If public ridicule memes suggest that the sun may soon set on a tech boom, it may be time to sell your stocks. A Tumblr called Jesus Christ, Silicon Valley, is gaining attention after appearing in late March to offer a scathing critique of the oft-attacked Dave Morin.
Benevolent, a crowdfunding site that helps economically needy individuals buy one-time items, is expanding beyond a Chicago beta into several additional markets including Detroit and Silicon Valley.
Collegefeed today launched into a public beta a social network for young job seekers and the companies looking to hire them.
Elevated levels of the chemical TCE were found in recent Environmental Protection Agency tests in two Mountain View, Cal., Google buildings that sit where tech companies had manufacturing operations.
Study the infographic and determine which company you would like to work for based on their perks.
There’s one company NOBODY wants to work for
“Spinlet wants to take advantage of the close proximity between the entertainment industry and the Silicon Valley by tapping into the enormous technical talent and creative resources available in the region,” said Spinlet Director, Eric Idiahi.
Business around Silicon Valley is booming biggert than ever. And in a bid to make fun of the rapidly growing startup scene, clothing designer Gemma Aguiar launched Startup Apparel, a company that sells goofy t-shirts aimed at the entrepreneurial set.
Aguiar is no stranger to startups. Spurred on by friends such as Chris McCann, co-founder of Startup Digest, she started Design Like Whoa!, a custom printing business back in December. After seeing all the startup activity around her, she thought “I can make shirts out of this and it would be really funny.”
With slogans such as the hash tag-infused “It’s All About the #startuplife,” and “Will Work for Equity,” they aren’t for everybody. But for the jeans and t-shirt entrepreneurs in the San Francisco Bay Area, we think they fit just fine.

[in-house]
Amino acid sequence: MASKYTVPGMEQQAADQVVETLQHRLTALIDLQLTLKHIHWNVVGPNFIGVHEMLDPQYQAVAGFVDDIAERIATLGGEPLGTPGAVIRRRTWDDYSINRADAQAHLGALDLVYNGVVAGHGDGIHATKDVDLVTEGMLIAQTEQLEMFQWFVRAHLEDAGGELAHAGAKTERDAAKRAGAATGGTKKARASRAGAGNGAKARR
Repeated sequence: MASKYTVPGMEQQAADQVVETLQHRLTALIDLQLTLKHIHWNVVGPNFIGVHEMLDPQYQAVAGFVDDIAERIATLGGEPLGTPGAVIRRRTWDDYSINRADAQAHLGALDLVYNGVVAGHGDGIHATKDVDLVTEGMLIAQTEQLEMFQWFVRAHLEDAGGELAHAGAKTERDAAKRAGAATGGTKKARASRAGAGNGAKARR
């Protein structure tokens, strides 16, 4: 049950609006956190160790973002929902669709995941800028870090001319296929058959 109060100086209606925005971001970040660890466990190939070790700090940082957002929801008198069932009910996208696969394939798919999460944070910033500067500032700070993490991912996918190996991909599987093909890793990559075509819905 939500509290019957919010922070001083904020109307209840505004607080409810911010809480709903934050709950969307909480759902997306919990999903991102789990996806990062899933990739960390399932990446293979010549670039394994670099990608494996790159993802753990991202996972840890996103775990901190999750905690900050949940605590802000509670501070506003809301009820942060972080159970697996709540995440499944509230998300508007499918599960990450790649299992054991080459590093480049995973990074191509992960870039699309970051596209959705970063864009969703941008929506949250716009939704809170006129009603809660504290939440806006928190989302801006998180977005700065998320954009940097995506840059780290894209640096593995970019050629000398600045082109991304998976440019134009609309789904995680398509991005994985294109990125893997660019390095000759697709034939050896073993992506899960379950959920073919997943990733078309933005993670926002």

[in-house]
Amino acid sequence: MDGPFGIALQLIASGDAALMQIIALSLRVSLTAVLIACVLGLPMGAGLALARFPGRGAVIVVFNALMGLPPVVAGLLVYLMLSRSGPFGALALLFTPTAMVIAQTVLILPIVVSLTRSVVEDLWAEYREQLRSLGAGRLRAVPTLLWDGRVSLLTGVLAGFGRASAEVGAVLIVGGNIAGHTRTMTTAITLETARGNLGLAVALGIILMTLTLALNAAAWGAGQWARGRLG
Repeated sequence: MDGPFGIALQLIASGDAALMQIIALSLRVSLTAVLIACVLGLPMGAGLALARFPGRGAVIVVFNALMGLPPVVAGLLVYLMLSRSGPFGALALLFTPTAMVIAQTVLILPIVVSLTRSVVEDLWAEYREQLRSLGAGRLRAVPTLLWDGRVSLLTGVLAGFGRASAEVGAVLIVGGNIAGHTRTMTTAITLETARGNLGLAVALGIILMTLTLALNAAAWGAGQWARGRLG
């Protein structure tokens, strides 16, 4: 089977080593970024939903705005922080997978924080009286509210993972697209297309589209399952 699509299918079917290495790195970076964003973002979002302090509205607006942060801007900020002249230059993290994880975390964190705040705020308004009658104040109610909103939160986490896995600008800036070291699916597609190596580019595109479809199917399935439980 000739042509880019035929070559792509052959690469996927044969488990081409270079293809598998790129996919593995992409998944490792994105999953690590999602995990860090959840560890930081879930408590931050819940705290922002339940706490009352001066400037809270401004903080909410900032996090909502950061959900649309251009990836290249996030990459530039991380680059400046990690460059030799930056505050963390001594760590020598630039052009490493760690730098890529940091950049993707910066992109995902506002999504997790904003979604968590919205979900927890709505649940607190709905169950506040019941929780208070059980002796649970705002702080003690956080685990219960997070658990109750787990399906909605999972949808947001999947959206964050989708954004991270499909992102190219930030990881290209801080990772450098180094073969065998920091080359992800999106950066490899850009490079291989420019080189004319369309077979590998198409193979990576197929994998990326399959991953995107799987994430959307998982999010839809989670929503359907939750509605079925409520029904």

TechCrunch founder Michael Arrington accused a group of “super angel” investors of collusion and price fixing in a post Tuesday night.
Arrington claims that he walked into a “secret meeting” of around ten investors responsible for nearly all of the early stage startup ventures in Silicon Valley who were pooling their resources to muscle traditional venture capitalists out of early stage deals, keep new angel investors out of the market, and combat the growing influence of startup incubator Y Combinator.
Arrington says he knows all the angel investors personally, and did not name names. Collusion and price fixing are very illegal forms of anti-competitive behavior. Penalties include jail time.
The “Godfather style” meeting (Arrington’s words) took place at Bin 38 in San Francisco and immediately shut down upon Arrington’s arrival. However he says he was able to talk to several participants after the fact, and their agenda allegedly included:
- Complaints about Y Combinator’s growing power, and how to counteract competitiveness in Y Combinator deals
- Complaints about rising deal valuations and they can act as a group to reduce those valuations
- How the group can act together to keep traditional venture capitalists out of deals entirely.
- How the group can act together to keep out new angel investors invading the market and driving up valuations.
- More mundane things, like agreeing as a group not to accept convertible notes in deals (an entrepreneur-friendly type of deal).
- One source has also said that there is a wiki of some sort that the group has that explicitly talks about how the group should act as one to keep deal valuations down.
Writing checks casually for $100k, selling companies for hundreds of millions of dollars, and then throwing back drinks with semi-well known rappers (see videos below) … this is what Silicon Valley is made of. It’s also only two days of activity. The Valley is an environment where life-time successes are celebrated for half a minute before the next guy cashes a check bigger than yours. Dave McClure raised $30 million for an investment fund in under 6 months but is that really all it took? Definitely not. The founders of Playdom built and sold a gaming startup (now what most people would consider an empire) in a couple years. But is a couple years all it took? Hell no.